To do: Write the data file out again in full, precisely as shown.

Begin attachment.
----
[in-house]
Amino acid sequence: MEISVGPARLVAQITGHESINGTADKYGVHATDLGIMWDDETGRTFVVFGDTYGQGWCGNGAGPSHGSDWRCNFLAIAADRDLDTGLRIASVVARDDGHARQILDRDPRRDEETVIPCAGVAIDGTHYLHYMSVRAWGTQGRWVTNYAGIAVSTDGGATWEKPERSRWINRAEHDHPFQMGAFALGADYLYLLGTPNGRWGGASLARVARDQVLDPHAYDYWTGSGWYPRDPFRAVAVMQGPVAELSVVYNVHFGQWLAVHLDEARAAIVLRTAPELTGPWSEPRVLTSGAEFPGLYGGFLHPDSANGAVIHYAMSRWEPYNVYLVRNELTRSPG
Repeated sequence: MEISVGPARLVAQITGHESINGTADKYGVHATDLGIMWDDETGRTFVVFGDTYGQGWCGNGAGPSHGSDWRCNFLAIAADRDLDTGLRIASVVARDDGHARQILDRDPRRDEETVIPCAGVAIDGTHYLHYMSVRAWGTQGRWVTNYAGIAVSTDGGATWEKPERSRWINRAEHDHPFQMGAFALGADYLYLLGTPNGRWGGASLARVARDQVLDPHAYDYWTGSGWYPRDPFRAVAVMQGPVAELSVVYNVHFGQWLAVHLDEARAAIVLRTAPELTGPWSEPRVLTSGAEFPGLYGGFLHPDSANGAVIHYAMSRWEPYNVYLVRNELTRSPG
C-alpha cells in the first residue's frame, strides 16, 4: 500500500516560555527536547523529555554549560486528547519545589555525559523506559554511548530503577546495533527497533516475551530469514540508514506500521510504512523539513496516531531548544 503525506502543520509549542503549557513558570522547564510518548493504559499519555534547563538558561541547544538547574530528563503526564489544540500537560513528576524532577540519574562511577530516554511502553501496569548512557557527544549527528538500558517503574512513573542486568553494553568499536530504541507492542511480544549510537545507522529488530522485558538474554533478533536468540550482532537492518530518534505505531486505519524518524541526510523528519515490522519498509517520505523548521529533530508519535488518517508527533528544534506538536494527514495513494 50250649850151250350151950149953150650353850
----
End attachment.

[in-house]
Amino acid sequence: MEISVGPARLVAQITGHESINGTADKYGVHATDLGIMWDDETGRTFVVFGDTYGQGWCGNGAGPSHGSDWRCNFLAIAADRDLDTGLRIASVVARDDGHARQILDRDPRRDEETVIPCAGVAIDGTHYLHYMSVRAWGTQGRWVTNYAGIAVSTDGGATWEKPERSRWINRAEHDHPFQMGAFALGADYLYLLGTPNGRWGGASLARVARDQVLDPHAYDYWTGSGWYPRDPFRAVAVMQGPVAELSVVYNVHFGQWLAVHLDEARAAIVLRTAPELTGPWSEPRVLTSGAEFPGLYGGFLHPDSANGAVIHYAMSRWEPYNVYLVRNELTRSPG
Repeated sequence: MEISVGPARLVAQITGHESINGTADKYGVHATDLGIMWDDETGRTFVVFGDTYGQGWCGNGAGPSHGSDWRCNFLAIAADRDLDTGLRIASVVARDDGHARQILDRDPRRDEETVIPCAGVAIDGTHYLHYMSVRAWGTQGRWVTNYAGIAVSTDGGATWEKPERSRWINRAEHDHPFQMGAFALGADYLYLLGTPNGRWGGASLARVARDQVLDPHAYDYWTGSGWYPRDPFRAVAVMQGPVAELSVVYNVHFGQWLAVHLDEARAAIVLRTAPELTGPWSEPRVLTSGAEFPGLYGGFLHPDSANGAVIHYAMSRWEPYNVYLVRNELTRSPG
C-alpha cells in the first residue's frame, strides 16, 4: 500500500516560555527536547523529555554549560486528547519545589555525559523506559554511548530503577546495533527497533516475551530469514540508514506500521510504512523539513496516531531548544 503525506502543520509549542503549557513558570522547564510518548493504559499519555534547563538558561541547544538547574530528563503526564489544540500537560513528576524532577540519574562511577530516554511502553501496569548512557557527544549527528538500558517503574512513573542486568553494553568499536530504541507492542511480544549510537545507522529488530522485558538474554533478533536468540550482532537492518530518534505505531486505519524518524541526510523528519515490522519498509517520505523548521529533530508519535488518517508527533528544534506538536494527514495513494 50250649850151250350151950149953150650353850